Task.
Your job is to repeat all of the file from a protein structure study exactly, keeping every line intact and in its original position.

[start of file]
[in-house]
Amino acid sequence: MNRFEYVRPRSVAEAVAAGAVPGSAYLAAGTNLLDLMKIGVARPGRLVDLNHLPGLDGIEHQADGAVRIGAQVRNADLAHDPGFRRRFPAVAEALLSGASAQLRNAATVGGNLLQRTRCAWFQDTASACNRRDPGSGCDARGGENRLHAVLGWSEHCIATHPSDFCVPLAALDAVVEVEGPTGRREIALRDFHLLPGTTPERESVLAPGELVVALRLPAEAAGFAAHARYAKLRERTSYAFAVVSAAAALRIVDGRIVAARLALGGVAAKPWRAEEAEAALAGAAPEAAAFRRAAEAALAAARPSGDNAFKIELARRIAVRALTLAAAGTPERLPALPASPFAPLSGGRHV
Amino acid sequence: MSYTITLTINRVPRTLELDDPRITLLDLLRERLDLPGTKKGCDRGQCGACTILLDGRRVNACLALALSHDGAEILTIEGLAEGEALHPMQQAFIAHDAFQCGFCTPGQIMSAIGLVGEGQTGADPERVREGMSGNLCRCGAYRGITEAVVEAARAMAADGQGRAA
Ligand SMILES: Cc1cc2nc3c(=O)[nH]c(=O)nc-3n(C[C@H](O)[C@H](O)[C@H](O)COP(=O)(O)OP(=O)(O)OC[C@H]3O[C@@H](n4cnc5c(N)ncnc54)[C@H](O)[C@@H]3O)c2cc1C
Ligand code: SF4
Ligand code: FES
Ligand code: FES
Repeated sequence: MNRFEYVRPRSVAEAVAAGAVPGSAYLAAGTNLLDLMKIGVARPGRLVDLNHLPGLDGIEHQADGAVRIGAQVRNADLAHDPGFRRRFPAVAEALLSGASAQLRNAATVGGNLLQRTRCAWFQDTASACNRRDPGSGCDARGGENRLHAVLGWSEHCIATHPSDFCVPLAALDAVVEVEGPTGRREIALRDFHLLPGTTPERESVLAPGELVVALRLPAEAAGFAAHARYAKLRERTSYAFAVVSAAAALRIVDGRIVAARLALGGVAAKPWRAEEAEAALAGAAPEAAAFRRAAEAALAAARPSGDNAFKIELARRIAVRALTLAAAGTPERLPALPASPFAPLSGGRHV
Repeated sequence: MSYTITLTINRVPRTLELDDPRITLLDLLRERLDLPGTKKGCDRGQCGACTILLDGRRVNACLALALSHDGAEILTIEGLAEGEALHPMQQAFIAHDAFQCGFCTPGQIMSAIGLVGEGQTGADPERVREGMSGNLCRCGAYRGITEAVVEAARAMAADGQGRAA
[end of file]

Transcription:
[in-house]
Amino acid sequence: MNRFEYVRPRSVAEAVAAGAVPGSAYLAAGTNLLDLMKIGVARPGRLVDLNHLPGLDGIEHQADGAVRIGAQVRNADLAHDPGFRRRFPAVAEALLSGASAQLRNAATVGGNLLQRTRCAWFQDTASACNRRDPGSGCDARGGENRLHAVLGWSEHCIATHPSDFCVPLAALDAVVEVEGPTGRREIALRDFHLLPGTTPERESVLAPGELVVALRLPAEAAGFAAHARYAKLRERTSYAFAVVSAAAALRIVDGRIVAARLALGGVAAKPWRAEEAEAALAGAAPEAAAFRRAAEAALAAARPSGDNAFKIELARRIAVRALTLAAAGTPERLPALPASPFAPLSGGRHV
Amino acid sequence: MSYTITLTINRVPRTLELDDPRITLLDLLRERLDLPGTKKGCDRGQCGACTILLDGRRVNACLALALSHDGAEILTIEGLAEGEALHPMQQAFIAHDAFQCGFCTPGQIMSAIGLVGEGQTGADPERVREGMSGNLCRCGAYRGITEAVVEAARAMAADGQGRAA
Ligand SMILES: Cc1cc2nc3c(=O)[nH]c(=O)nc-3n(C[C@H](O)[C@H](O)[C@H](O)COP(=O)(O)OP(=O)(O)OC[C@H]3O[C@@H](n4cnc5c(N)ncnc54)[C@H](O)[C@@H]3O)c2cc1C
Ligand code: SF4
Ligand code: FES
Ligand code: FES
Repeated sequence: MNRFEYVRPRSVAEAVAAGAVPGSAYLAAGTNLLDLMKIGVARPGRLVDLNHLPGLDGIEHQADGAVRIGAQVRNADLAHDPGFRRRFPAVAEALLSGASAQLRNAATVGGNLLQRTRCAWFQDTASACNRRDPGSGCDARGGENRLHAVLGWSEHCIATHPSDFCVPLAALDAVVEVEGPTGRREIALRDFHLLPGTTPERESVLAPGELVVALRLPAEAAGFAAHARYAKLRERTSYAFAVVSAAAALRIVDGRIVAARLALGGVAAKPWRAEEAEAALAGAAPEAAAFRRAAEAALAAARPSGDNAFKIELARRIAVRALTLAAAGTPERLPALPASPFAPLSGGRHV
Repeated sequence: MSYTITLTINRVPRTLELDDPRITLLDLLRERLDLPGTKKGCDRGQCGACTILLDGRRVNACLALALSHDGAEILTIEGLAEGEALHPMQQAFIAHDAFQCGFCTPGQIMSAIGLVGEGQTGADPERVREGMSGNLCRCGAYRGITEAVVEAARAMAADGQGRAA